I bought these tyres on sale at Decathlon some time last year and they have not lasted long. In fact after only a few months use, one potential client looked at the tread and rather cheekily told me “this tyre is no good for me”. It was at that point I realised these tyres have worn considerably fast. I won’t be buying them again for my rental bikes because they are just too costly. My own bikes are a different story…
In part due to that comment, in the past few weeks I’ve taken to skidding down some of the oldest tyres (the ones which are too old to rent out for more than a few weeks) and replacing them with fresh rubber. Apart from having a lot of fun skidding all over the place, I quickly found out when it was this tyre’s turn, that not all rubber compounds are created equal. The Michelin XC Dry 2 has by far the best grip of any MTB tyre I have tried so far. Where older GEAX tyres would skid for maybe 20 or 30 metres and barely slow me down, these things actually GRIP when they skid, and you can hence stop a lot quicker, at least on paved roads.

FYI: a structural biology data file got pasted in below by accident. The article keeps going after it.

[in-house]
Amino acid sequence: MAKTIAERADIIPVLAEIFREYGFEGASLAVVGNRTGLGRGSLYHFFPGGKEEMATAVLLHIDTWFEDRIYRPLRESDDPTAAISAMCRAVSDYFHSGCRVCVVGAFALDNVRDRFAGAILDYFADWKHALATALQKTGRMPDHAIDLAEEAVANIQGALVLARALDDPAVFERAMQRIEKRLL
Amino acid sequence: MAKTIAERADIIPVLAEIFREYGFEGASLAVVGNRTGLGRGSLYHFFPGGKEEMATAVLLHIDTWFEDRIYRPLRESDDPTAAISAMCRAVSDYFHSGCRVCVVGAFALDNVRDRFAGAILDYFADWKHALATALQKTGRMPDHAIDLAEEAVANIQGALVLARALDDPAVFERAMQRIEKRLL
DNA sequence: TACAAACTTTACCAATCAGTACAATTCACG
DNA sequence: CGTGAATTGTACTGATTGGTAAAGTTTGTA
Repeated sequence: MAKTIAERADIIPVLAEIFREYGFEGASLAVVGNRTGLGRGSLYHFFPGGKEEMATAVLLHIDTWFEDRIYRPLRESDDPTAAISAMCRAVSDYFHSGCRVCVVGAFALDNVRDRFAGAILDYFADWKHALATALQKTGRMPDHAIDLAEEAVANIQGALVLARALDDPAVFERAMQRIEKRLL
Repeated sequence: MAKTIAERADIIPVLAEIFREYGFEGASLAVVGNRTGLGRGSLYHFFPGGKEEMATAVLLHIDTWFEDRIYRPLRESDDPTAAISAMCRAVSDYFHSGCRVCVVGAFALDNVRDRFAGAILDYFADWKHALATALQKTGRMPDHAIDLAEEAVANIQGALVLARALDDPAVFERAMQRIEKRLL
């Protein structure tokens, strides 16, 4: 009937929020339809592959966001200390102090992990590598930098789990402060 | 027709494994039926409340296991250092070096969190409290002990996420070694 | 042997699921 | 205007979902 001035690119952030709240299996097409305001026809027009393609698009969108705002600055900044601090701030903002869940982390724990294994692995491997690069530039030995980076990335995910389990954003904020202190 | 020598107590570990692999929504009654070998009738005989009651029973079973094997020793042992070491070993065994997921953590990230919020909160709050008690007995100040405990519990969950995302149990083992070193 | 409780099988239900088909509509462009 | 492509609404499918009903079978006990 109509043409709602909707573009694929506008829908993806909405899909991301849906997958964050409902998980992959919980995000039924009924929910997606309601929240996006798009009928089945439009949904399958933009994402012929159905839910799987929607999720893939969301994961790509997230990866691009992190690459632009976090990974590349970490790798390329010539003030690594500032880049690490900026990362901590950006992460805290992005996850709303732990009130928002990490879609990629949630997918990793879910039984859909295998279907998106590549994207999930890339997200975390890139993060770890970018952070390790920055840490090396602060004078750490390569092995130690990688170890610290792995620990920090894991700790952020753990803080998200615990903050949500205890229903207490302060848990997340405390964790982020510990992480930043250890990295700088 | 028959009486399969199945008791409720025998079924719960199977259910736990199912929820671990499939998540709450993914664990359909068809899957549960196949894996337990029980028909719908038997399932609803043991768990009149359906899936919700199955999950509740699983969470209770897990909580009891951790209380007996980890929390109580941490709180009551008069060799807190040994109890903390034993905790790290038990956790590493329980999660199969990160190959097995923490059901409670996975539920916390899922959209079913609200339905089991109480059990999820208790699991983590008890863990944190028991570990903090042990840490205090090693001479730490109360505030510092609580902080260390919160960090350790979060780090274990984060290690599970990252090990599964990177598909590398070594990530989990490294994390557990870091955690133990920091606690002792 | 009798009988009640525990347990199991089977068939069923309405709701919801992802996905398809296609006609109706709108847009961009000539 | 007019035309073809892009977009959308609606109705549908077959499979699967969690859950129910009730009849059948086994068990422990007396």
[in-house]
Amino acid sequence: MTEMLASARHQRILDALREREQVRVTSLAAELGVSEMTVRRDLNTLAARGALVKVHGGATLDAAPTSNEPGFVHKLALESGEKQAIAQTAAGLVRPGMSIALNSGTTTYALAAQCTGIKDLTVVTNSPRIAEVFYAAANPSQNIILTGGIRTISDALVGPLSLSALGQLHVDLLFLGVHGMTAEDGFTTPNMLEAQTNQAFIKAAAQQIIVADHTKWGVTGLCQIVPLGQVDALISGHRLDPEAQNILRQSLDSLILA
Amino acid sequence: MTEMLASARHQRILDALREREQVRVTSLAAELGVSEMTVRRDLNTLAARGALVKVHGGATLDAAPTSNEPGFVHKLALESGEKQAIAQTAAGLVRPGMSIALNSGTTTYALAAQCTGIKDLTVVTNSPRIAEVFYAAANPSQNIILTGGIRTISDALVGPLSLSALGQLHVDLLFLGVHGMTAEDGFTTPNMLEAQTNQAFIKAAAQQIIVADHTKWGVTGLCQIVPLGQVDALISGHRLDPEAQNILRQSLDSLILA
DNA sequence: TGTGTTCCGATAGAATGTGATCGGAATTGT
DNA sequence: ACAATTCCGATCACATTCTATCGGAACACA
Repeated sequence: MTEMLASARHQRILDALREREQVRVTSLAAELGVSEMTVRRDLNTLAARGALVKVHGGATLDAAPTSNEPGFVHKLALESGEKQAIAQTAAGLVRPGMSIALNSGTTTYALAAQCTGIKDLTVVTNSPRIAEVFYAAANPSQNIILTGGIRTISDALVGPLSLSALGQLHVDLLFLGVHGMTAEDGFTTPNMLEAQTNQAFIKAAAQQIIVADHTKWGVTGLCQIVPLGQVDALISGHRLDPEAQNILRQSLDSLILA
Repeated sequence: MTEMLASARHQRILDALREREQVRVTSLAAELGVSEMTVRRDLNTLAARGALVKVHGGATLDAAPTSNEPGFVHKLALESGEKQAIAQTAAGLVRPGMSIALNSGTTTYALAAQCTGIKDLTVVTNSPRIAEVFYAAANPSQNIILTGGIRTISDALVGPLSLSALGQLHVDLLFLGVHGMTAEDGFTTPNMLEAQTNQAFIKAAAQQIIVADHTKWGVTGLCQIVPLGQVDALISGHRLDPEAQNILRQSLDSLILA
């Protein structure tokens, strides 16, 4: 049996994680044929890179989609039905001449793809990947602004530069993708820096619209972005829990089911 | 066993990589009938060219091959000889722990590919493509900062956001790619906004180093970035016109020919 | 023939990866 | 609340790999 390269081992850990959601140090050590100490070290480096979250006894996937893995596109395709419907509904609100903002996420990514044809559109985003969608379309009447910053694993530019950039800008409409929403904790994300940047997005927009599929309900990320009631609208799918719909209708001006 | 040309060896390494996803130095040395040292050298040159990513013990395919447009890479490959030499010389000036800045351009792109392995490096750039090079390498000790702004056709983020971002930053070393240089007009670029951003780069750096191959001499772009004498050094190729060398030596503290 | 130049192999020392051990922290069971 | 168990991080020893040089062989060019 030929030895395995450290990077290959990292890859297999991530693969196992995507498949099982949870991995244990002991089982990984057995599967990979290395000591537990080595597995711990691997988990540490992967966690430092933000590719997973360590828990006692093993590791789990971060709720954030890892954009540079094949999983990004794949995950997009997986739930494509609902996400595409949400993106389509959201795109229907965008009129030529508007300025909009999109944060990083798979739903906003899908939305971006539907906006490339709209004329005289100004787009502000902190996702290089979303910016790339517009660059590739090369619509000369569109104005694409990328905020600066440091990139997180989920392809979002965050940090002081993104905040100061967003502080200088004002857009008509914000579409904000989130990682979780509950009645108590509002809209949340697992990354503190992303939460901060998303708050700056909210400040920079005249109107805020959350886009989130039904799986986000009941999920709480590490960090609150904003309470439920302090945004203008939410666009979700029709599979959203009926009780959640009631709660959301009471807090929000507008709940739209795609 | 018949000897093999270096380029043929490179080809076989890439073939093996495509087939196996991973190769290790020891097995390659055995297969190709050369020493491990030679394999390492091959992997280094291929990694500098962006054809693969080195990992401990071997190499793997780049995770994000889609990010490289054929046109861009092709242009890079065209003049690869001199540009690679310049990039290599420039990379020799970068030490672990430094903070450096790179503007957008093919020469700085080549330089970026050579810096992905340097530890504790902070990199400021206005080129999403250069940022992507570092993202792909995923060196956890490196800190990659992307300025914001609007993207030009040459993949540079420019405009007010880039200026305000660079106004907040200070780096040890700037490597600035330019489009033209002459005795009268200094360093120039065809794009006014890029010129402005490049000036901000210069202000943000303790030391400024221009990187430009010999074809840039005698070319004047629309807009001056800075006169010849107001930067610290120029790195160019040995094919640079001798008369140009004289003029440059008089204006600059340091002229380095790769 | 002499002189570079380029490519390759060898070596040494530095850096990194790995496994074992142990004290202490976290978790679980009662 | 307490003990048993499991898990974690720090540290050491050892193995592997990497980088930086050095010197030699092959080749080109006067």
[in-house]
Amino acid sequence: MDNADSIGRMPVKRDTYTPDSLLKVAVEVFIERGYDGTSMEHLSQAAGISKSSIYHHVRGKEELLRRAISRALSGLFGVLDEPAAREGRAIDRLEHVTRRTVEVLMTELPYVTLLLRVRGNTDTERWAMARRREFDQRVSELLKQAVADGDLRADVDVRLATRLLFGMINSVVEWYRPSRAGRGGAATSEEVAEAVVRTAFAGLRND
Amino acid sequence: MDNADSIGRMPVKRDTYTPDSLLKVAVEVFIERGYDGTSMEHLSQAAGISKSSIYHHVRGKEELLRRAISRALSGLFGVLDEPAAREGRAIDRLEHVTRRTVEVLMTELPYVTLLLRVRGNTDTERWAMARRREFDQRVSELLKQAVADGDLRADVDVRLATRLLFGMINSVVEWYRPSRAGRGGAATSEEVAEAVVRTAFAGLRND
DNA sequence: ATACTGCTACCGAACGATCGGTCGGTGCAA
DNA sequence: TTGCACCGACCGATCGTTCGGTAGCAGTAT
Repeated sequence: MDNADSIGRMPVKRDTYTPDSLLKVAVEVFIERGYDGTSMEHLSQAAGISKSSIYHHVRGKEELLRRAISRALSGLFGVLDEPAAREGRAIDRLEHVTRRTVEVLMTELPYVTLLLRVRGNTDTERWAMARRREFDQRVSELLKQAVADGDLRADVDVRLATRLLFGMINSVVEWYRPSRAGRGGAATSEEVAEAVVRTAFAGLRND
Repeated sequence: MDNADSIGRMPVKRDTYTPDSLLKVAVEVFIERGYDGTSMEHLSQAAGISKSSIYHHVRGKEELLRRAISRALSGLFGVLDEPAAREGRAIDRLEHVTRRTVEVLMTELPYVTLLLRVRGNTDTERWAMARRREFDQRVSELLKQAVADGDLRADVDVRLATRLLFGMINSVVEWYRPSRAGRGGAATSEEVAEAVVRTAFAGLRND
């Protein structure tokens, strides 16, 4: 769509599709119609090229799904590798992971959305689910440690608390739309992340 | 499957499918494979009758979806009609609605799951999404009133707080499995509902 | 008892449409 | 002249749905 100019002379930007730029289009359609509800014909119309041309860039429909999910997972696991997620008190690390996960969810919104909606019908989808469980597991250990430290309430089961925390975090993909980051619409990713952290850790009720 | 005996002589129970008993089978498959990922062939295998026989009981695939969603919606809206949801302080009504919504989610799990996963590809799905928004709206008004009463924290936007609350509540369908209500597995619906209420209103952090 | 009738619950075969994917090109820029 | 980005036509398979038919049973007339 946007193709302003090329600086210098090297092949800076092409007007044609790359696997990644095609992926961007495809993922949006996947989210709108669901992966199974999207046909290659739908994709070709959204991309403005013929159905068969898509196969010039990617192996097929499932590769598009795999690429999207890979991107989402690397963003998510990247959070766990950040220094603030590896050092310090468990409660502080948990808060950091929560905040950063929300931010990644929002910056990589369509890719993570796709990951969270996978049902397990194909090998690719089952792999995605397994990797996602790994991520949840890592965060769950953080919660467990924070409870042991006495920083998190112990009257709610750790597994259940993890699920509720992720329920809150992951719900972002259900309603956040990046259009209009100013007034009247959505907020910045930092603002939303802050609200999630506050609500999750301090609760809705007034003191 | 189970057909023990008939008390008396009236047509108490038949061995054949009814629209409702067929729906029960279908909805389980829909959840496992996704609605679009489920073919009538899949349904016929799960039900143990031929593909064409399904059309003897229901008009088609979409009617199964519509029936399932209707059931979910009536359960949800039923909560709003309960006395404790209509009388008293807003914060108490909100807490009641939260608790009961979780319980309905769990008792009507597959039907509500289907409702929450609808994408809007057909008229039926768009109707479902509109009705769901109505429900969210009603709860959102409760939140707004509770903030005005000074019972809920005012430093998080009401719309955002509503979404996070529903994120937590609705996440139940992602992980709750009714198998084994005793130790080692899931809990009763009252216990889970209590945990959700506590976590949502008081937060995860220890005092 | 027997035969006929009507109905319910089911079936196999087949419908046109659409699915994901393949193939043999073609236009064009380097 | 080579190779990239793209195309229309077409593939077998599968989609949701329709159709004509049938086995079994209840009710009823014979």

They are excellent for dry offroad surfaces which aren’t too bumpy. They are hopeless for mud because it just gunks up all the knobs. If you ride rockier terrain, you’re also probably better going with a wider tyre… I found them to have adequate traction offroad during the first part of their life, but their lifespan unfortunately gets cut short because the centre knobs are not very big or tall to start with.
After complete wearing these tyres down to the protective belt, I was also suprised to see that these actually are composed of two different densities of rubber. The harder rubber provides a firm, long-lasting base for the tread. Meanwhile, the each of the knobs are composed of little central cores of hard rubber that give extra stable support – these are ‘capped’ by a much softer rubber compound to provide additional traction. Last but not least, I experienced no issues with punctures on either the tread or sidewalls.